Savithri was a woman in India who became a follower of Jesus. Because her village was primarily Hindu, nobody objected when her husband beat her to death after she refused to renounce her Christian faith.
Savithri’s strong faith did not shield her from death. We should not be surprised by this. Jesus warned His disciples that standing for the gospel can be dangerous. “Brother will betray brother to death, and a father his child; children will rebel against their parents and have them put to death. You will be hated by everyone because of me, but the one who stands firm to the end will be saved” (Matt. 10:21–22).
Smyrna was a wealthy seaport city, containing both a center for emperor worship and a large Jewish population. In this cultural environment the church was a religious minority whose message provoked Jews and Gentiles alike. These Christians suffered economically and sometimes physically for their devotion to Jesus Christ. They were slandered and abused.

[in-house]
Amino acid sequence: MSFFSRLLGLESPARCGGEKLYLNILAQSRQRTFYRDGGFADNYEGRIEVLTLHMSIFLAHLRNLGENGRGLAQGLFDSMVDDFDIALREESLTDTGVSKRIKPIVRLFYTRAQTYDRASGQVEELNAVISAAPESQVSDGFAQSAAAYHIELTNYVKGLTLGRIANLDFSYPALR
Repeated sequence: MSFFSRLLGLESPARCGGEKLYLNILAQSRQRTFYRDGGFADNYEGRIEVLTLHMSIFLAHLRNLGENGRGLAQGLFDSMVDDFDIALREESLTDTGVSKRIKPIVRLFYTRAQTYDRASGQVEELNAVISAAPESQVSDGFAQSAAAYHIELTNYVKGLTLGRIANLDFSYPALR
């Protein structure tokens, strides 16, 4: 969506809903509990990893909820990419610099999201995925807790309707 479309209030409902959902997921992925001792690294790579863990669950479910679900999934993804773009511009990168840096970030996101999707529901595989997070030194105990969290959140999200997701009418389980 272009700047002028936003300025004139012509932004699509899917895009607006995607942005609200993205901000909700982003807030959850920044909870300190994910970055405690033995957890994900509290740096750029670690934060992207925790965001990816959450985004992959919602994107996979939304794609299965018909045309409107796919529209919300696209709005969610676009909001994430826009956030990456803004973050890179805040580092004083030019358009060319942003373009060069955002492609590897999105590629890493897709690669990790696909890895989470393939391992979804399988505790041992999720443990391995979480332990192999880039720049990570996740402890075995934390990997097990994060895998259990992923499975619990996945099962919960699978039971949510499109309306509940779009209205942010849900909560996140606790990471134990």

In order to encourage the suffering church in Smyrna, Jesus reminded them of three important truths. First, He was aware of their situation: “I know your affliction and your poverty” (v. 9). Second, things were not what they seemed. Although they may have been poor by human standards, these believers were rich in God’s eyes. Third, their suffering was only temporary (v. 10). In the scope of an eternal perspective, it would be a relatively brief period of time.
What does God expect from those in such an environment? In a word, faithfulness, not survival: “Be faithful, even to the point of death, and I will give you life as your victor’s crown” (v. 10).
Ken Heulitt, chief financial officer, thanks the Lord for His faithfulness to Moody and invites you to pray for God’s continued provision and our good stewardship of resources in the next fiscal year.